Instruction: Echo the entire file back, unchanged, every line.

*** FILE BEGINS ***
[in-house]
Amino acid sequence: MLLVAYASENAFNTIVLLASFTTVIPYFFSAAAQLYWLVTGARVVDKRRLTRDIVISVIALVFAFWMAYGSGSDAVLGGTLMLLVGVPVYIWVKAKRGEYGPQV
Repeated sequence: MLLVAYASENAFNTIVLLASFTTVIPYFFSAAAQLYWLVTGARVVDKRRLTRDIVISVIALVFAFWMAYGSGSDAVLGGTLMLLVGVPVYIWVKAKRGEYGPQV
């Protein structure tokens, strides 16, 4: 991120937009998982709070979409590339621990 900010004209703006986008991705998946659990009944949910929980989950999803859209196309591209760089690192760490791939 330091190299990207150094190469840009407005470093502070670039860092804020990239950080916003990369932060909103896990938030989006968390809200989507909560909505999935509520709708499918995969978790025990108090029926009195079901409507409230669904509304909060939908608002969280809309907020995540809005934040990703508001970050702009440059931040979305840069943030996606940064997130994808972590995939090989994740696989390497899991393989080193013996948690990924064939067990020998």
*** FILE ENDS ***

[in-house]
Amino acid sequence: MLLVAYASENAFNTIVLLASFTTVIPYFFSAAAQLYWLVTGARVVDKRRLTRDIVISVIALVFAFWMAYGSGSDAVLGGTLMLLVGVPVYIWVKAKRGEYGPQV
Repeated sequence: MLLVAYASENAFNTIVLLASFTTVIPYFFSAAAQLYWLVTGARVVDKRRLTRDIVISVIALVFAFWMAYGSGSDAVLGGTLMLLVGVPVYIWVKAKRGEYGPQV
């Protein structure tokens, strides 16, 4: 991120937009998982709070979409590339621990 900010004209703006986008991705998946659990009944949910929980989950999803859209196309591209760089690192760490791939 330091190299990207150094190469840009407005470093502070670039860092804020990239950080916003990369932060909103896990938030989006968390809200989507909560909505999935509520709708499918995969978790025990108090029926009195079901409507409230669904509304909060939908608002969280809309907020995540809005934040990703508001970050702009440059931040979305840069943030996606940064997130994808972590995939090989994740696989390497899991393989080193013996948690990924064939067990020998």